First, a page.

Whole Child Virtual Conference

What Was Your Favorite Quote from #WCVC12?

2012 ASCD Whole Child Virtual Conference

Was it from Pasi Sahlberg or Daniel Kropf? Deborah Wortham or the kids at Quest Early College High School? Maurice Elias, Charles Haynes, or Mike Rulon? Maybe it was from authors Mike Anderson, Michael Opitz, Bob Sullo, or Peter DeWitt? Or from one of our school sites (Byrne Creek Secondary School, Iroquois Ridge High School, Batesville Community School Corporation, or LeConte Elementary School)?

Everyone mentioned (and more) were part of the 2012 ASCD Whole Child Virtual Conference held two weeks ago. The 7-day conference of 24 sessions was a full, rich, and compelling week of learning. And if you weren't able to participate, don't worry! All sessions have been archived for you to view and share.

A number of sessions were live-tweeted on the @wholechildadv Twitter feed and using the #WCVC12 hashtag. Here is a sampling of our favorite quotes and tweets:

The Whole Child Around The World (Pasi Sahlberg, Daniel Kropf, and Katarzyna Kubacka)

  • Sahlberg: From Finnish point of view, role of edu has been/should be equalizer of inequalities and diversities in our societies.
  • Kropf: Issue of partnership—should not precisely define responsibilities of community vs. school, systems are interdependent.
  • Kubacka says that this isn't "zero sum game," schools are responsible for teaching social and academic skills.
  • Kropf says it's clear that you need to help child understand who he/she is in relation to others, teach the individual.
  • "If we want to really change, we must change assessment." - Finnish delegate, international summit on teaching profession
  • Kropf: People behave the way they are measured. If we want to change education, we need to measure what is really important.
  • Sahlberg: Best thing we can share with colleagues—take the child's well-being seriously. Put well-being & happiness in place first.

What Is a Whole Child Education? (Sean Slade)

  • "We believe success of each learner can only be achieved through a whole child approach to learning and teaching" - Dr. Gene Carter
  • Slade: End goal in mind is to think of a child important to you. Imagine them at 25-yrs-old. How do you want to describe them?
  • Slade wants teachers to shift to believing that they're teaching children/individuals not just content or passing down knowledge.
  • To really create change in education we have to close the knowing-doing gap. Great phrase!
  • Great question: "If the student were truly at the center of the system, what could be achieved?"

The Well-Balanced Teacher (Mike Anderson)

  • "To be an effective teacher, we have to take care of ourselves. We need to be 'whole' as well, to be great educators."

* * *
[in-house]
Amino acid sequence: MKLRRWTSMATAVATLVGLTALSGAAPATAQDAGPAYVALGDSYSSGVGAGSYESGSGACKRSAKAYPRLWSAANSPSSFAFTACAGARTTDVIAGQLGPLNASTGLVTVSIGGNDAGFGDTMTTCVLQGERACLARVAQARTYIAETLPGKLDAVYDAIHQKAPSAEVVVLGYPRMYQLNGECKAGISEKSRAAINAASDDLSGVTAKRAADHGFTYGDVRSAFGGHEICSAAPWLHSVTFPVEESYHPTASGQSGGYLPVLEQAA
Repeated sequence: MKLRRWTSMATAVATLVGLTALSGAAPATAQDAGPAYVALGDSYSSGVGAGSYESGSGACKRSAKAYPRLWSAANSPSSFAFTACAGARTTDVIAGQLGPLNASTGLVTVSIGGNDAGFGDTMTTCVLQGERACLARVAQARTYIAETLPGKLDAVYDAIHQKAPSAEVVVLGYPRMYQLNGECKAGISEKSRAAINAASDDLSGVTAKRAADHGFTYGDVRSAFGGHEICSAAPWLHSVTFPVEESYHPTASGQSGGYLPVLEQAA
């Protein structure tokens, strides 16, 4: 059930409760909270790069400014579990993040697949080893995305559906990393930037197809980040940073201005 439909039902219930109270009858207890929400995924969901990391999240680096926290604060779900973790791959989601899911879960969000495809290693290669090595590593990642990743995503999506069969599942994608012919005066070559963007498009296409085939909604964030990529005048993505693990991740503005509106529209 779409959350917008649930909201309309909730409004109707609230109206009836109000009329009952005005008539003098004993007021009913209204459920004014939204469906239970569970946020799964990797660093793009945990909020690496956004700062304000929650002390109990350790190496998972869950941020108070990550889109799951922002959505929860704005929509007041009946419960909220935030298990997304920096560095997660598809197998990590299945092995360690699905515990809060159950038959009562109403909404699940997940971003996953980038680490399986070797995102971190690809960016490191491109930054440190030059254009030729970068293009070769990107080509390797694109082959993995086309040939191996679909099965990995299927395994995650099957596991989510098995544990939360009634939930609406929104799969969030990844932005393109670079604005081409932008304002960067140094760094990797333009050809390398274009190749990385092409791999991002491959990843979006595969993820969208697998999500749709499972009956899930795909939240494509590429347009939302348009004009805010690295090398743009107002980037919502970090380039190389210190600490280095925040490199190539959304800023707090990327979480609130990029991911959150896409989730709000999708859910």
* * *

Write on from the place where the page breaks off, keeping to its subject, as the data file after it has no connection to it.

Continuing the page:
• Anderson says: "Teaching is often in isolation. It's hard to get feedback at times. But we rely on that feedback to feel competent."
  • "We often forget that teaching and learning should be fun. It should be meaningful and exciting, too."
  • "If your school culture doesn't share positive aspects, find a trusted colleague and invite them in to observe your class."
  • "People's perceptions of teachers stress them out. We need to share with the outside world when great things are happening."

Vision in Action: Quest Early College High School (Kim Klepcyk, Barbara Yeatman, Micaela Canales, Caitlyn Floyd, Sam Paz, Amen Mesfin, and James Kerfoot)

  • Safe: At Quest, the school is like a 2nd family: the students feel they always have someone to talk to.
  • "Teachers know the students, and adjust instruction to their learning styles." - Quest Students are #Supported
  • A whole child is an articulate child: The student panel from Quest Early College HS told some great stories straight from the heart!

School Improvement for the Whole Child (Deborah Wortham)

  • Wortham says,"When you look at the framework of Whole Child, it shows you what you want every child to have in their toolbox."
  • To build connections, Wortham says you have to understand that Whole Child is not something additional...
  • "Teachers need to be Whole as well. As a school, you should have a shared mission so staff can be part of the initiative."
  • Wortham: "The grad rate in my district jumped more than 12 points in 1 year, and almost 20 points in 2 after implementing WC."

The ABCs of Educating the Whole Child (Jim Roberts)

  • Jim Roberts: "We start conversations with what's best for kids and end each conversation with did we meet that need."
  • Jim Roberts: "our Upstanders program mentors students to stand up for others when they encounter bullying."
  • Jim Roberts: "My visibility and my involvement makes the difference in building our community partnerships."

Dignity for All: Safeguarding LGBT Students (Peter DeWitt)

  • Peter DeWitt: "There was a shift in the 90s that brought GLBT into the mainstream. More kids started coming out in school."
  • Peter DeWitt: "GLBT teens are an at-risk population. Society is more open-minded but not every individual is."
  • Peter DeWitt: "This isn't just an LGBT issue....it's about kids not being safe."
  • Peter DeWitt: "Leaders must show empathy. The building climate is hugely important in how you spend your school day."
  • Peter DeWitt: "You don't have to do everything, but you have to do something."

The Byrne Creek Story (David Rawnsley and Lynn Archer)